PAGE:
Second, there was clearly a potential conflict owing to Mrs Barrett’s position as trustee, member, and potential object of the trustee’s discretion in relation to the death benefit. This was managed by the appointment of the claimant as trustee, and the complete exclusion of Mrs Barrett from any decision-making in relation to the death benefit. It was nevertheless complained that this exclusion meant that she had failed “to perform the duty of a trustee to ensure that all information required for the making of a properly informed decision is available” and that the Court should apply the more onerous test set out by Briggs J in Jones v Firkin-Flood [2008] EWHC 2417 that where there is a conflict the trustee must prove that the transaction was “fair and reasonable”. The Chief Master rejected this, considering that Jones v Firkin-Flood was concerned with a conflict which had not been managed – it was only revealed in the course of evidence at trial. Mrs Barrett could not be “’Schrödinger’s’ trustee”, criticised both for acting as trustee and for not so acting.

Third, Mr Nigel Benge repeatedly made serious but unsubstantiated factual allegations against Mrs Barrett, extending to dishonesty and other criminal conduct, and complained that the trustee had not taken this material into account when he latterly produced documents which were alleged to support these allegations. The Chief Master held that if Mr Nigel Benge had wished to pursue such allegations he could have done so in Part 7 proceedings, before the Pensions Ombudsman, or elsewhere. In circumstances where the trustee confirmed that it had considered this new material but remained of its prior view that the death benefit be paid to Mrs Barrett, there was no basis to refuse blessing, the Chief Master re-stating the Public Trustee v Cooper orthodoxy that “[t]he court does not forensically examine from the start of the process but rather looks at the end result, the decision, and asks itself whether there is a sufficiency of evidence to support this. I am satisfied that the claimant, and Dentons before, have taken account of only relevant matters and reached the decision which is squarely within the range of decisions which a reasonable trustee could make on the basis of this evidence.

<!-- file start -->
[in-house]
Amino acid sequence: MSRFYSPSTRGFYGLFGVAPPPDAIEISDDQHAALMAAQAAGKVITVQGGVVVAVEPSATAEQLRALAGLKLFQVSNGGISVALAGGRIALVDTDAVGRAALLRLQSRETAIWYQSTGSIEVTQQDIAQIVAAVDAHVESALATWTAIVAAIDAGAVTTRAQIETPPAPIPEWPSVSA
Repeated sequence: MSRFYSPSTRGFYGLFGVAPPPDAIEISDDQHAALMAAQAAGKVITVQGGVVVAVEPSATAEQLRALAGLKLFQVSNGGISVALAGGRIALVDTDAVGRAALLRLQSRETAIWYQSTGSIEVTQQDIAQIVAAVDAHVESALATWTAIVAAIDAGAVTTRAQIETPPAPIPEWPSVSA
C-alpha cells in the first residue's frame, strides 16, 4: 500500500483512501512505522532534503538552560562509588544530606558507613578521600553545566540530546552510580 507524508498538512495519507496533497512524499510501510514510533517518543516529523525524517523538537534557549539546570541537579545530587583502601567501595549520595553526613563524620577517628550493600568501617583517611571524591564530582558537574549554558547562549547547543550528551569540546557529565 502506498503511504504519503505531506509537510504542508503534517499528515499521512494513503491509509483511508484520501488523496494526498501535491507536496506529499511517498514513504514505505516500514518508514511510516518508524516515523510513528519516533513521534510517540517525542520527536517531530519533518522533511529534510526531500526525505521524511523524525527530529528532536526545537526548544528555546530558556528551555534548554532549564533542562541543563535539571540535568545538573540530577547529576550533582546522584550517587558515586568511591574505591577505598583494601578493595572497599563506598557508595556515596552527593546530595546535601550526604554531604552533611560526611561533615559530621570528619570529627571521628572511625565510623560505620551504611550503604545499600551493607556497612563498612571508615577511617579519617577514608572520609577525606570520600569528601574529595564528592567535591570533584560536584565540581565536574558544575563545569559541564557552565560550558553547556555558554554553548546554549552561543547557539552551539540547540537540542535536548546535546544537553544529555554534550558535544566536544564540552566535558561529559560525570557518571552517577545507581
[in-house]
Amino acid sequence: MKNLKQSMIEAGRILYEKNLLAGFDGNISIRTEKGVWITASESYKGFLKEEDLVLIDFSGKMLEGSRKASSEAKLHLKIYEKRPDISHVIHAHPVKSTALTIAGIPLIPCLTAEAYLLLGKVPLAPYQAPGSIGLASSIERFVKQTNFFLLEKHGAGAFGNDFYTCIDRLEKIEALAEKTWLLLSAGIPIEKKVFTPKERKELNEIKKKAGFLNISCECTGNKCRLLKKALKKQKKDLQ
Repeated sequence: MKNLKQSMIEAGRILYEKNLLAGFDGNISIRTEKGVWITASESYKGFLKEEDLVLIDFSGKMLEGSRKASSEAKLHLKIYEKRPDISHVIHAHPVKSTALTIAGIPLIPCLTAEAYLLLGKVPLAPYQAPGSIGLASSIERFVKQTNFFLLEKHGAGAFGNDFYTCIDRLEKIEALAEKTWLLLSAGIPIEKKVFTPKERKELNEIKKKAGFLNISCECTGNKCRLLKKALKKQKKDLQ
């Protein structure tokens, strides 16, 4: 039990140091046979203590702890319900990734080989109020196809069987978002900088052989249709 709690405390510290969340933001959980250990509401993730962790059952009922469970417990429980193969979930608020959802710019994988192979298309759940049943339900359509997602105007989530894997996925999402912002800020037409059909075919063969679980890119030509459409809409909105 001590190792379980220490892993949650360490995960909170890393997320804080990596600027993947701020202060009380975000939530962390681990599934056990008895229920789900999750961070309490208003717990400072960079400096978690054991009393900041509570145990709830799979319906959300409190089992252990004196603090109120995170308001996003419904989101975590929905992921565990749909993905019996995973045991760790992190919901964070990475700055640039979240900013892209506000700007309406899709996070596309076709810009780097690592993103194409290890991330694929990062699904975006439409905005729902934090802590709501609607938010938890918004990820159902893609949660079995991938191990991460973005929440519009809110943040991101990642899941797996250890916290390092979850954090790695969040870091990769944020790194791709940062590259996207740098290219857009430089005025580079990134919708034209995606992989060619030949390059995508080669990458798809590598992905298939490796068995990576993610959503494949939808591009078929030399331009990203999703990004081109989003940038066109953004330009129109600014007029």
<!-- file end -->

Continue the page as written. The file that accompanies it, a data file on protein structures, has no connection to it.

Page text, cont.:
Following the handing down of her judgment, the Chief Master ordered both the trustee’s and Mrs Barrett’s costs to be paid by Mr Benge, on the footing that his hostile approach to Mrs Barrett in particular had taken this case out of the ordinary case of a trustee blessing (where all parties’ costs are normally paid from the fund) and had given it the character of hostile litigation (where the loser pays the winner’s costs).

Paul Newman QC was instructed on behalf of the successful trustee. Michael Ashdown was instructed on behalf of Mrs Barrett.

The full judgment can be found here.